Your penultimate sentence in the last paragraph is a category mistake when you compare first person with present tense. You can write first person past tense. As for the POV character, POV has nothing to do with present or past tense. The POV character is simply the character through whose senses (all five) the reader experiences the setting. Whether that’s done in first or third person (sometimes, rarely, even second) has no bearing.
My example isn’t restricted to dialogue. That was simply one way of explaining that past tense is the natural voice of narrative. I’ll look back over my notes. If I can find an extended example I used in a seminar I taught on the topic awhile back, I’ll send it to you.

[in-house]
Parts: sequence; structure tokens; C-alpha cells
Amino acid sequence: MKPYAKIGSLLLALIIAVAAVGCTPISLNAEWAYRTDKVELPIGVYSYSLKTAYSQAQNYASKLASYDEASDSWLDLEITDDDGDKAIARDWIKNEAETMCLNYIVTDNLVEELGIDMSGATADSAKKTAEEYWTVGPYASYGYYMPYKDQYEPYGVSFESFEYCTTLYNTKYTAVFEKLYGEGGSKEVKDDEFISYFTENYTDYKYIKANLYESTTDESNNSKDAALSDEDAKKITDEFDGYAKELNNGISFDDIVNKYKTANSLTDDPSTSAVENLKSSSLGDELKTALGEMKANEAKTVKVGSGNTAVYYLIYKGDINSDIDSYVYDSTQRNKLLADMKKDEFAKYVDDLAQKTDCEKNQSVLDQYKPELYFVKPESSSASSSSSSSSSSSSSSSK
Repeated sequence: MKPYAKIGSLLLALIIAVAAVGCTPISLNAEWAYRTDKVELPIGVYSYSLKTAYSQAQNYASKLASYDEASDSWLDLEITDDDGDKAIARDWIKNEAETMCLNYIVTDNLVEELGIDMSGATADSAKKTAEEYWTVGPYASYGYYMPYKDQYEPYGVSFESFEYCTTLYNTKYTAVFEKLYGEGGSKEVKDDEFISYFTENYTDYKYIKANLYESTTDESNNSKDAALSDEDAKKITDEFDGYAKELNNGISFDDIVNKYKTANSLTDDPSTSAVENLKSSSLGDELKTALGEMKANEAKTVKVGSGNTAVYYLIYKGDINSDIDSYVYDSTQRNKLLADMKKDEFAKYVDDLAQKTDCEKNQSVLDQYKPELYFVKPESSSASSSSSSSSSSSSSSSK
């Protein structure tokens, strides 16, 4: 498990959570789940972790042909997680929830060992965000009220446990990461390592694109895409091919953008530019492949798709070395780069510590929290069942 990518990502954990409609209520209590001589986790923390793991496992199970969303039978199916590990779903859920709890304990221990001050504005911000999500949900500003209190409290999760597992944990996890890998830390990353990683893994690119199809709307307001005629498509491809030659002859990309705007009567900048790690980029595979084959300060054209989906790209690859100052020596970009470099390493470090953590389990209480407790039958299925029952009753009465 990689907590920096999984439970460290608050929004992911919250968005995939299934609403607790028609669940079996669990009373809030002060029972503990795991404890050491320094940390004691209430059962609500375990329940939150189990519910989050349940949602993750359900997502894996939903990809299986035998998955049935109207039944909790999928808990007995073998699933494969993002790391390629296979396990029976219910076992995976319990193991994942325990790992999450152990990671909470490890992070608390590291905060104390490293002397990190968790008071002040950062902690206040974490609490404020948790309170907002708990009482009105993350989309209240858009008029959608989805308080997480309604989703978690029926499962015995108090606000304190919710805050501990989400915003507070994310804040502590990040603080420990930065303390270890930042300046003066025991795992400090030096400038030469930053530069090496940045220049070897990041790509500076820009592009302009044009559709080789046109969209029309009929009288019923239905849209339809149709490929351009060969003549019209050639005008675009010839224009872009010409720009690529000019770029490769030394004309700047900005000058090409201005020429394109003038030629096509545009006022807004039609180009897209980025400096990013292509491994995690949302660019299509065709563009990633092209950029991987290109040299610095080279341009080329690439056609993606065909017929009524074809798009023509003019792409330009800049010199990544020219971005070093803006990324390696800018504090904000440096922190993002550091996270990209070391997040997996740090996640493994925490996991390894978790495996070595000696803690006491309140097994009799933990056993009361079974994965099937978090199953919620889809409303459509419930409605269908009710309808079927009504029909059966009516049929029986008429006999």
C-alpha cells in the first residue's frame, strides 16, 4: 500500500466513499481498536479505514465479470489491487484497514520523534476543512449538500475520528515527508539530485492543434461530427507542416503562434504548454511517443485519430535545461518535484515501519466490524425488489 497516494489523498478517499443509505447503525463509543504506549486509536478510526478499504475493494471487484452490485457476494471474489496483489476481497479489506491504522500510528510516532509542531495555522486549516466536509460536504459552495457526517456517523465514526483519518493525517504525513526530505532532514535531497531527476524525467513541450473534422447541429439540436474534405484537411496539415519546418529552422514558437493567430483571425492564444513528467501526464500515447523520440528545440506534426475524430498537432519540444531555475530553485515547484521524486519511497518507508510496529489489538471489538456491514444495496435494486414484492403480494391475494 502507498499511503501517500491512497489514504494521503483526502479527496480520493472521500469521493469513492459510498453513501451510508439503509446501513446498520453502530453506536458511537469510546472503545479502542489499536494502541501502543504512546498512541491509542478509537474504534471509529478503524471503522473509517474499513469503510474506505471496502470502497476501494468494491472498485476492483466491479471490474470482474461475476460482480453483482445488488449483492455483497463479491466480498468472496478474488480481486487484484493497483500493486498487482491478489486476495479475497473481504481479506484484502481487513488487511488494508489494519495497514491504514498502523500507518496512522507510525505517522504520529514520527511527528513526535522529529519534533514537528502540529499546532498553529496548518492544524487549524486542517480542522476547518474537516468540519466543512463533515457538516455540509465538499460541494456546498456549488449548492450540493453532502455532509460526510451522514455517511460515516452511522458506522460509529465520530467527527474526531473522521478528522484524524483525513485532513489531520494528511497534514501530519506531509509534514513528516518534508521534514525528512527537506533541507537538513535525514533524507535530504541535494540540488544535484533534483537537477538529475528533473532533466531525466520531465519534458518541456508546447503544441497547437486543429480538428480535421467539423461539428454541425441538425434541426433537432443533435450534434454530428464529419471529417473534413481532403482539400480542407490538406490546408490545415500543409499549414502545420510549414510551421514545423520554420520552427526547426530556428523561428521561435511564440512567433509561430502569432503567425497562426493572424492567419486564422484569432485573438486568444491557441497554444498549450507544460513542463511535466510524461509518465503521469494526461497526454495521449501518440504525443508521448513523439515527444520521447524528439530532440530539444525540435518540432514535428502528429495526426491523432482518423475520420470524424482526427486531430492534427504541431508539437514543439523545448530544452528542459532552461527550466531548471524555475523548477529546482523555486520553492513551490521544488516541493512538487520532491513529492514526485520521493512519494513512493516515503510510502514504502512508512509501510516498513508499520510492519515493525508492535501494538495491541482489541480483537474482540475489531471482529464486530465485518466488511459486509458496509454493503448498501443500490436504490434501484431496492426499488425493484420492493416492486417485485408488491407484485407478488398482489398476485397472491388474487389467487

That’s probably not the clearest sentence I ever wrote. What I was trying to say is that I found doing a murder mystery in first person to be very challenging. It was harder than I anticipated to construct the mystery entirely through one character’s POV. All those old mysteries by Ross MacDonald and Mickey Spillane, etc, fooled me. In comparison, using present tense instead of past tense wasn’t that difficult, though you have to be careful.
I used to have a writer working for me who turned in stories in present tense, and he claimed it made the stories more immediate. I usually edited them back to present tense, though not always. Sometimes the present tense did seem to work better, but most of the time it didn’t work. These were stories about science and technology advances in third person.
All I can say is different strokes. To me, the writer’s preferences are never as important as what will enable the reader to be drawn into the story, and that’s the POV character’s opinion of the setting through all five senses and focused down. And of course I’m talking fiction, not “story” in a journalistic sense.